EU Parliament adopts position on political advertising regulation – EURACTIV.com
- EU Regulation
- February 2, 2023
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EU lawmakers approved the internal market (IMCO) committee’s text on the Regulation on Political Advertising, paving the way for the next phase of the legislative process.
MEPs on Thursday (2 February) voted in favour of IMCO’s report on the initiative, with none of the amendments tabled at the plenary stage adopted. The measure passed with 433 votes in favour, 61 against and 110 abstentions.
The regulation, originally announced in December 2020 as part of the Commission’s Democracy Action Plan, is intended to increase the transparency of political advertising and tackle the issue of foreign interference in electoral campaigns.
Launched in order to have these protections in place by the spring 2024 European Parliament elections, the proposal will move forward to inter-institutional negotiations as the EU Council of Ministers agreed on its general approach in December.
“This report is essential to complement the actions we are taking to combat all forms of disinformation and foreign interference in our electoral processes,” the file’s rapporteur, MEP Sandro Gozi, told EURACTIV.
“It will also help to remove obstacles to the creation of a true single market in this field and to build a favourable environment for transnational campaigning,” Gozi added. “The elections are close, and we must be ready. The Parliament is ready, we expect the Council to be ready too.”
The text adopted includes several key changes to the Commission’s original proposal.
The draft regulation requires more information about the actors financing advertisements, engagement, who it might have been targeted at and based on what data, and whether it has been suspended for violating any of the regulation’s provisions.
The MEPs enhanced the law’s transparency measures, notably enlarging the role of online repositories containing copies of and information about all political ads published online.
Entities outside of the EU will also be banned from financing political ads under the report to diminish foreign interference in European elections.
When it comes to enforcement, the Parliament’s text strengthens the powers of national regulatory authorities, hands enforcement powers to the European Data Protection Board, and allows the Commission to introduce minimum sanctions.
A measure to establish cross-border cooperation networks was also included to coordinate enforcement action.
Twelve amendments were tabled at the plenary stage by three political groups: the conservative ECR group, The Left, and the far-right ID. Changes put forward by the right-wing European People’s Party, seen by EURACTIV, were eventually dropped, and none of those put forward by the other groups was adopted.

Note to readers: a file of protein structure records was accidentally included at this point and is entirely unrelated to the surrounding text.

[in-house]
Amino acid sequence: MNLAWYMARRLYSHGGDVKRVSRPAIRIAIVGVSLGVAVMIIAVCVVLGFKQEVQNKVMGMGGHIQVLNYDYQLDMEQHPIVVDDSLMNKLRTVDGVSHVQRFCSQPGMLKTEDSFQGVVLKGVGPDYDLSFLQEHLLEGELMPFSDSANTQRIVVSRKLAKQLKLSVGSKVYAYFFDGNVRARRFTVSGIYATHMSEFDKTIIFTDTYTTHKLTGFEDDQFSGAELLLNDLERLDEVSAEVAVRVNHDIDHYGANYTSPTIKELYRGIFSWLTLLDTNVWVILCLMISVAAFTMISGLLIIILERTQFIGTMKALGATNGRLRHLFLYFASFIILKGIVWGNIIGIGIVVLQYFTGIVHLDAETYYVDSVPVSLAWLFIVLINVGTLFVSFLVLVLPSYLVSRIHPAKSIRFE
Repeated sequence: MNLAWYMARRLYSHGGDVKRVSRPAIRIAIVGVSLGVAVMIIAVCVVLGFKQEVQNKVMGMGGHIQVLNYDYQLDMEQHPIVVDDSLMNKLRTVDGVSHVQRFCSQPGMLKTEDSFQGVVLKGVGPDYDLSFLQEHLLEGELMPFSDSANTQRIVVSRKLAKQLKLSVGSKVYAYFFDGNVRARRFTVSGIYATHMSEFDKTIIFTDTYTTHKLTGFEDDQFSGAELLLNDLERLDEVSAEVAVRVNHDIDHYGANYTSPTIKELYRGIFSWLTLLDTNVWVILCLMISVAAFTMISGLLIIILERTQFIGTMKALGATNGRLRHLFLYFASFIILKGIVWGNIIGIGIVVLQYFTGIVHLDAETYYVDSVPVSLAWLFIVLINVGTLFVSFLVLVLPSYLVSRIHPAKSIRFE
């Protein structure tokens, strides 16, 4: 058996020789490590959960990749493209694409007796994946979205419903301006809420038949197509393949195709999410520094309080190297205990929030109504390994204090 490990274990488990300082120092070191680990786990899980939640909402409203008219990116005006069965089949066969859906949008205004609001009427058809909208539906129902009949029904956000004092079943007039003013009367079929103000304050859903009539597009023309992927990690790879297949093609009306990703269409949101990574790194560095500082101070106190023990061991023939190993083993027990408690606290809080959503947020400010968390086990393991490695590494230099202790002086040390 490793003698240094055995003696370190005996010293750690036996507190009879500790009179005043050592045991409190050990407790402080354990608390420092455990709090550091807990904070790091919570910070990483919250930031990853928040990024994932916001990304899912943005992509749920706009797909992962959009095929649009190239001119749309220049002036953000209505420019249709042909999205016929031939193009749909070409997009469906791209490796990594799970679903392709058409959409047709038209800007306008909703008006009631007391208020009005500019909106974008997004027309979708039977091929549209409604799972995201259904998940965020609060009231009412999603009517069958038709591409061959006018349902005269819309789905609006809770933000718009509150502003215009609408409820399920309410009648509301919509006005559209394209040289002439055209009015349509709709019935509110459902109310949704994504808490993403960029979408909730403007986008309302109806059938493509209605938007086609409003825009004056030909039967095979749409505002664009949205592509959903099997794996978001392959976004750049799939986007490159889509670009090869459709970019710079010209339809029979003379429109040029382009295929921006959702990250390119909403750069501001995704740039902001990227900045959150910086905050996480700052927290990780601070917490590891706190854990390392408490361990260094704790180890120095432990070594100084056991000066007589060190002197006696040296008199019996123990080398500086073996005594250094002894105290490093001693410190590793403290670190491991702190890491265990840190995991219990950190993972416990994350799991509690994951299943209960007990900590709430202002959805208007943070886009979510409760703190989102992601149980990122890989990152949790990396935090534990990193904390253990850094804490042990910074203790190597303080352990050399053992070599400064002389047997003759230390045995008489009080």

One aspect of the initiative that caused significant controversy was the prohibition on targeting and ad delivery based on special categories of personal data defined under the General Data Protection Regulation, such as race, religion or political opinions.
Under the changes, microtargeting will be prohibited, and advertisers will only be able to use personal data explicitly provided by individuals for this purpose. Targeting using minors’ data was also banned.
The issue of personal data was largely the responsibility of the civil liberties committee (LIBE), traditionally more privacy-friendly. Eventually, LIBE’s text was fully incorporated in IMCO’s, to the disgruntlement of some right-to-centre lawmakers who saw it as going too far and potentially threatening parties’ internal communication with voters.
Dissent over this provision also came from within Gozi’s own political group, the liberal Renew, where three MEPs abstained from the committee vote.
Explaining her decision, one of the Renew lawmakers, MEP Svenja Hahn, said that the committee’s compromise “overshoots the mark”, arguing that targeting is an “important part of the democratic opinion-forming process”.
By contrast, restricting the use of personal data for online ads is a flagship initiative of a group of progressive lawmakers who only found partial satisfaction in the recently adopted Digital Services Act.
“Restricting microtargeting for political advertising means increasing freedom of expression – because all voters know what kind of messages parties send out and what they stand for,” said Green MEP Alexandra Geese.
The proposal will now progress to trilogue negotiations with the Commission and Council. The general approach of the EU Council focuses on legal certainty and ensuring additional transparency through the similar provision of additional information alongside ads.
It also includes parallel efforts to ban targeting and amplification based on sensitive personal data, which would be allowed only in cases of consent given specifically for political advertising purposes. Similarly, it includes a prohibition on the processing of minors.
[Edited by Luca Bertuzzi/Nathalie Weatherald]